“There is clearly some three-way drama in the GOP Presidential field in Arkansas, but the Democratic primary looks like a certain victory for Hillary Clinton,” said Roby Brock, Editor-in-Chief of Talk Business & Politics. “That said, it is interesting to note that the undecided vote in the Democratic primary (18%) is three times larger than the GOP primary (6%).”

Columnist John Brummett was a guest on Talk Business & Politics this week and offered his thoughts on the latest polling data. You can view his interview at the bottom of this post.

Dr. Jay Barth, professor of political science at Hendrix College, helped construct and analyze the survey. He offered his opinion on the results:

GOP Presidential

Several weeks away from the March 1 Arkansas primary, the Arkansas Republican party electorate looks remarkably like that which turned out for the Iowa caucus last week. Texas Senator Ted Cruz leads the pack with 27% of the vote and Florida Senator Marco Rubio and businessman Donald Trump are just behind at 23%. (Notably, this survey occurred just after Trump’s visit to Little Rock on Wednesday of this past week.) The only other candidate in double digits is political neophyte Ben Carson at 11%.

Although other candidates on the Arkansas ballot will likely leave the race before March 1, the three leaders should remain active and Arkansas appears on course for a close race — one likely impacted by the outcomes of the other contests between now and then. As expected, Cruz and Carson do run slightly better with evangelical voters (nearly 8 in 10 Arkansas GOP primary voters consider themselves evangelicals), while Trump and Rubio run better with non-evangelicals. Also in step with results in Iowa and other national polling, Cruz and Trump run better with male voters while Rubio (and to a lesser extent Carson) run well with female GOP voters.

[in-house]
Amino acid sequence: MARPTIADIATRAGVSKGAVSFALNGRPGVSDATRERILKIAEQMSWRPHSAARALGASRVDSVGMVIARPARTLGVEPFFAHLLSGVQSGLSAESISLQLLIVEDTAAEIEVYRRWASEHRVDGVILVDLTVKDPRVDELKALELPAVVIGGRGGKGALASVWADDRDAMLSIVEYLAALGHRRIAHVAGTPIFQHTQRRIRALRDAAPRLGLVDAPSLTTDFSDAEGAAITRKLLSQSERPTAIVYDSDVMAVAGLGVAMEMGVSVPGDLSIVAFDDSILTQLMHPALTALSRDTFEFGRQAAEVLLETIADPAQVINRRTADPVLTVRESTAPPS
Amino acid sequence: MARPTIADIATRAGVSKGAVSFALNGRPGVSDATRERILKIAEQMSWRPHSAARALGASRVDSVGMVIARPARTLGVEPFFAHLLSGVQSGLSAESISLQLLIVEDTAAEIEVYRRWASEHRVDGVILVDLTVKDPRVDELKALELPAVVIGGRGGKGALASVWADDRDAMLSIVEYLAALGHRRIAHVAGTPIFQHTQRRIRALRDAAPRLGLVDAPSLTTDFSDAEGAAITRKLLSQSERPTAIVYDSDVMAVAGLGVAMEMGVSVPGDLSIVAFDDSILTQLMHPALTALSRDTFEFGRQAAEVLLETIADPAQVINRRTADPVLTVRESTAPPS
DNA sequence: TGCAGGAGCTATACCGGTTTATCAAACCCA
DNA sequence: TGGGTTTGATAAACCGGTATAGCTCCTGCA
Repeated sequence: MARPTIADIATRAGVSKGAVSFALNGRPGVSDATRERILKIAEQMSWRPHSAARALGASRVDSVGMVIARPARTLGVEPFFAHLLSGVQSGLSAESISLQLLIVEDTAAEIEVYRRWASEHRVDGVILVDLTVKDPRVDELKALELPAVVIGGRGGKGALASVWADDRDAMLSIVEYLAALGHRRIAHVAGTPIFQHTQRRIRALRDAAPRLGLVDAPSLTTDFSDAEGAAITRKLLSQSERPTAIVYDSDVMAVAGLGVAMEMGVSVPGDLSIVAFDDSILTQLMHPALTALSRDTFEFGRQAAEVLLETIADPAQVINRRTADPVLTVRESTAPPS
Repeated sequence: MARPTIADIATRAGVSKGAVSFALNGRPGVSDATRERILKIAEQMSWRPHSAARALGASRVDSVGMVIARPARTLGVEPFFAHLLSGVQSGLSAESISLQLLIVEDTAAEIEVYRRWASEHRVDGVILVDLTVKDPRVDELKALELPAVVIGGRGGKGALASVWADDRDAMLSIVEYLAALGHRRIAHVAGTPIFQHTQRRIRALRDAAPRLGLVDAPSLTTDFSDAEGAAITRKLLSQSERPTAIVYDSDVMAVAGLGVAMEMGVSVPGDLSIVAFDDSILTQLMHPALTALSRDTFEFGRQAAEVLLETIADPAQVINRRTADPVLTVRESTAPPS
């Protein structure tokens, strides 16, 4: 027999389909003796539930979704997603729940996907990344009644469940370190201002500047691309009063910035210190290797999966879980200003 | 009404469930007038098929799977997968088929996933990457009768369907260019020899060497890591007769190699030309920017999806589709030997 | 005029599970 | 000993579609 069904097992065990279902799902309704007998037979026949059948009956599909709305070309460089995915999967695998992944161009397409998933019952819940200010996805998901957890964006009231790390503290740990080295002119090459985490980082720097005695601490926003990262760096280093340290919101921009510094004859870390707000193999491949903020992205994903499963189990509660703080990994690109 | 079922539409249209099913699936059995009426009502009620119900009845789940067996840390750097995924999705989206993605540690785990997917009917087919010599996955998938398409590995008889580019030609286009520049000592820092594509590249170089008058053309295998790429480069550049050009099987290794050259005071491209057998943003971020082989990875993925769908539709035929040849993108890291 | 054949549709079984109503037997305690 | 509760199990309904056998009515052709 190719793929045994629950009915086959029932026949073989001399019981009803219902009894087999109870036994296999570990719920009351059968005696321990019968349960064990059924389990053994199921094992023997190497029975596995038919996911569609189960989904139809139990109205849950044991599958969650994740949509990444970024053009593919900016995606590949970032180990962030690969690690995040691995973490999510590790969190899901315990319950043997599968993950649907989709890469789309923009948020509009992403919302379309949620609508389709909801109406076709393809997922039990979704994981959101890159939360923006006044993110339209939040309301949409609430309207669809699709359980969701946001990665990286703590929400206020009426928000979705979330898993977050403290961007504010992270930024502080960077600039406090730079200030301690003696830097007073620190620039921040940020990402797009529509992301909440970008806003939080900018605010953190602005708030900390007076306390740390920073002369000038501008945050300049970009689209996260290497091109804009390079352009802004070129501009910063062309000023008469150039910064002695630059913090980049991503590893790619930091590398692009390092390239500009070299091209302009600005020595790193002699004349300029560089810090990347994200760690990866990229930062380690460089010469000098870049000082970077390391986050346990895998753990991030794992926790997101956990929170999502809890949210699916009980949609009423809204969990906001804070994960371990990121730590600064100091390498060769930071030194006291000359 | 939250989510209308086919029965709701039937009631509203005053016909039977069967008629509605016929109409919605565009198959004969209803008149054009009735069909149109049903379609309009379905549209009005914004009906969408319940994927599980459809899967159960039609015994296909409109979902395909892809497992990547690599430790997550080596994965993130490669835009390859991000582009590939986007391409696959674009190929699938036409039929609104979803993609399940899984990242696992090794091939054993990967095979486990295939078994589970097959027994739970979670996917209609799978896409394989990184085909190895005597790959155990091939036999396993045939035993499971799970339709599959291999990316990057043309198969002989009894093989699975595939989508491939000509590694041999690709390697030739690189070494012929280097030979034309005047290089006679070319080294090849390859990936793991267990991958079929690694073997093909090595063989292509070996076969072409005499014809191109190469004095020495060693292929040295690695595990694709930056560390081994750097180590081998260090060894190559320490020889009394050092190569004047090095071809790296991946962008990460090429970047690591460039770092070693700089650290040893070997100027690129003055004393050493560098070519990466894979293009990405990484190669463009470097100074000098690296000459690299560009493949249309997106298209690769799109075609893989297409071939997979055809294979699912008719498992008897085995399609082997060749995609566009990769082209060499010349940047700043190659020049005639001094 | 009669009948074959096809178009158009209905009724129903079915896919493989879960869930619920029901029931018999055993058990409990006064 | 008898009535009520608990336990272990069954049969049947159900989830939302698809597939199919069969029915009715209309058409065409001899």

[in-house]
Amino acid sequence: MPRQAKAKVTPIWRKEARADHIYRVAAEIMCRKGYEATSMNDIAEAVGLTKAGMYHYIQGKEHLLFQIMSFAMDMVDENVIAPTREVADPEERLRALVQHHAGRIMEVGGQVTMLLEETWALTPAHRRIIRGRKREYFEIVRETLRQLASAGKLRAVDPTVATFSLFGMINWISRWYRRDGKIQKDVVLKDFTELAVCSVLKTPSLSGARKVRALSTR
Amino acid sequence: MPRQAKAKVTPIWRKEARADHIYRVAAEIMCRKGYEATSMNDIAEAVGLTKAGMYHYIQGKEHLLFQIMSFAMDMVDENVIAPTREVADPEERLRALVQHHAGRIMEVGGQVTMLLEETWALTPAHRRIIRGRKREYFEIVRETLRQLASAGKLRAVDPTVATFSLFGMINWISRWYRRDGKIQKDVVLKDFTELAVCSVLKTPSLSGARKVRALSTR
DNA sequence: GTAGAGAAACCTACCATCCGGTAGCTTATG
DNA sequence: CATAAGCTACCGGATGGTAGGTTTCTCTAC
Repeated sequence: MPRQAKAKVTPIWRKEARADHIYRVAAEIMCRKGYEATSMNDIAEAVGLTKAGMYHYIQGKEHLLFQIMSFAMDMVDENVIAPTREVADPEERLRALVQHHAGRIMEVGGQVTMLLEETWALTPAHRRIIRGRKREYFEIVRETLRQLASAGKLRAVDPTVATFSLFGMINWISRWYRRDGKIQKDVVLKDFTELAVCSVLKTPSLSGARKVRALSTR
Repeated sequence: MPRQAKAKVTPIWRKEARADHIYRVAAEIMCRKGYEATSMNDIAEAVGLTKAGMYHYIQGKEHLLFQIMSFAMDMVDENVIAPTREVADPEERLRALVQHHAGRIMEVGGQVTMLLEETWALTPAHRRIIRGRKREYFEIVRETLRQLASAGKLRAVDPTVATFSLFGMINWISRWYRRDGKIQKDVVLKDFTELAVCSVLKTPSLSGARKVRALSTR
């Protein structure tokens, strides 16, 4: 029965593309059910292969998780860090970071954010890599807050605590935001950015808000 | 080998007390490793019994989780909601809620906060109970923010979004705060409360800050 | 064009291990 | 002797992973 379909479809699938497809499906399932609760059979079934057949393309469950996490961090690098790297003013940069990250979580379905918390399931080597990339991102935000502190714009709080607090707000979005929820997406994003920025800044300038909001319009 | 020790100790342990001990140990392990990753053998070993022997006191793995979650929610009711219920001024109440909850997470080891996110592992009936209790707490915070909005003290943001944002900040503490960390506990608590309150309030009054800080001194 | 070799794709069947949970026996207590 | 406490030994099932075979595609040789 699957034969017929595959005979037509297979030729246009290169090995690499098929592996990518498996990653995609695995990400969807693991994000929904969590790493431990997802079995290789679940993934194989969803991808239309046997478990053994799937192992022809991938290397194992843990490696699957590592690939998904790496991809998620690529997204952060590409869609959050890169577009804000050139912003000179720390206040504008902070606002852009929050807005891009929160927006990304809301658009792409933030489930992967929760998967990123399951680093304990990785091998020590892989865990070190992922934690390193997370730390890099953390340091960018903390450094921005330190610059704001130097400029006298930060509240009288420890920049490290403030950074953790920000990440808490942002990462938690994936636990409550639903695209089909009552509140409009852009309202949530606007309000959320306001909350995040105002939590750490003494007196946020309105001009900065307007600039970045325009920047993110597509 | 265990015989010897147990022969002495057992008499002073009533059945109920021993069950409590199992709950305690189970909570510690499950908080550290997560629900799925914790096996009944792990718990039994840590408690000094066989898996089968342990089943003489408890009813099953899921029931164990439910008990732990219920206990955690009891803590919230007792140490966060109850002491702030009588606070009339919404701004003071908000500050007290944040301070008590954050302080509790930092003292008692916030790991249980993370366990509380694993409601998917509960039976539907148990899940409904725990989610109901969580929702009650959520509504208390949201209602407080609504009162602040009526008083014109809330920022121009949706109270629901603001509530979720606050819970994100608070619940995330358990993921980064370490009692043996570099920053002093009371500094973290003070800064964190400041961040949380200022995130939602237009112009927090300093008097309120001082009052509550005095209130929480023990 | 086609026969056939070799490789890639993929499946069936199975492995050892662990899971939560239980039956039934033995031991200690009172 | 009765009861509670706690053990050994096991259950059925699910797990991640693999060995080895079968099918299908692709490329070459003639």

Democratic Presidential, Approval Ratings

In 2008, Arkansas was one of the strongest states for Hillary Clinton — the former First Lady of the state — during her long nomination contest with Barack Obama. Clinton won just at 70% of the vote in the March 2008 primary. Our polling suggests that Clinton is likely on track for a similar performance in the state in 2016. In a contest against Vermont Senator Bernie Sanders, Clinton performs particularly strongly with older voters, African-Americans, and women in the state. These are all patterns shown in national polling in the race. Although not as strong as in other states, Sanders does perform well with younger groups of voters.